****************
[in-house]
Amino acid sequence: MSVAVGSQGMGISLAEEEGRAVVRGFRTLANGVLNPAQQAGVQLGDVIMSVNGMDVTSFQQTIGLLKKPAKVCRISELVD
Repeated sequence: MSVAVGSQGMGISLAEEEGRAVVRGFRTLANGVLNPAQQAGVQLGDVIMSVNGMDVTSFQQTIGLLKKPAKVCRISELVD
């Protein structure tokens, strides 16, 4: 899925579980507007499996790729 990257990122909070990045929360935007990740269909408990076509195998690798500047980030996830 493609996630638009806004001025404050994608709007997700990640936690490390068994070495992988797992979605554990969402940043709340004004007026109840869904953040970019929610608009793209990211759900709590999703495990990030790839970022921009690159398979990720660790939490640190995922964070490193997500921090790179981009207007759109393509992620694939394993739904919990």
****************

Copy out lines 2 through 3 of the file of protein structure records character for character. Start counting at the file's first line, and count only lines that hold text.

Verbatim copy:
Amino acid sequence: MSVAVGSQGMGISLAEEEGRAVVRGFRTLANGVLNPAQQAGVQLGDVIMSVNGMDVTSFQQTIGLLKKPAKVCRISELVD
Repeated sequence: MSVAVGSQGMGISLAEEEGRAVVRGFRTLANGVLNPAQQAGVQLGDVIMSVNGMDVTSFQQTIGLLKKPAKVCRISELVD